And a sensible immigration policy will be to remove them.

For example, while some wish to abolish freedom of movement altogether, another alternative would be to modify it and make it conditional: EU states should be granted (and could be granted) the right to deport EU nationals who break their laws. They could, and should, also be granted the right to refuse entry or residency to those with criminal records.

We should also be actively seeking out, and deporting, those who have overstayed their visas. Those people, after all, have broken the law. They are here without a licence. We stop, detain, and charge people who drive without a licence, or own a television without a licence. So why should somebody who remains in the country without permission be treated differently?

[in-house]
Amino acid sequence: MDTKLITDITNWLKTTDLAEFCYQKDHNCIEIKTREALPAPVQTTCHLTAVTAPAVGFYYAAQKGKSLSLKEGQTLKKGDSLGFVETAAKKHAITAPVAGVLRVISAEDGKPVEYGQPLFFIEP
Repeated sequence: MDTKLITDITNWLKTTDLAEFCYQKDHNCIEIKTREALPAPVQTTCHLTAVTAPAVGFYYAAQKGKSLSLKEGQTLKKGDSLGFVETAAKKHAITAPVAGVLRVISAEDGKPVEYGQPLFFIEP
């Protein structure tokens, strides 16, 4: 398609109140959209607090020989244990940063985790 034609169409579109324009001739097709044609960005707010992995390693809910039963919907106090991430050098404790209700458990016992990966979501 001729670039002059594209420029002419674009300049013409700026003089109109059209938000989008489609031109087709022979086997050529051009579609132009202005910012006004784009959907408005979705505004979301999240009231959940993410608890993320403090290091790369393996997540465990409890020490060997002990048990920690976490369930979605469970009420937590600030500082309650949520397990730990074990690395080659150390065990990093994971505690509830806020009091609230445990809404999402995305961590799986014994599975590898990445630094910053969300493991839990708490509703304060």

Culturally, of course, immigration remains a taboo subject here, at least amongst the commentating class. Fear of the dreaded “r” word still haunts the great and the good. But it is not racist to say that somebody with a criminal record should not be admitted to the country in the first place, nor is it racist to point out that crimes committed by migrants are in part a result of the immigration system we have in place. These are conversations that ordinary people have, and the conclusions seem relatively obvious.

As time goes on, this will become a bigger, and bigger issue. The Irish State would be doing itself a favour by talking openly about this issue today, rather than waiting until the day – which will come, eventually – where the electorate has the conversation for them.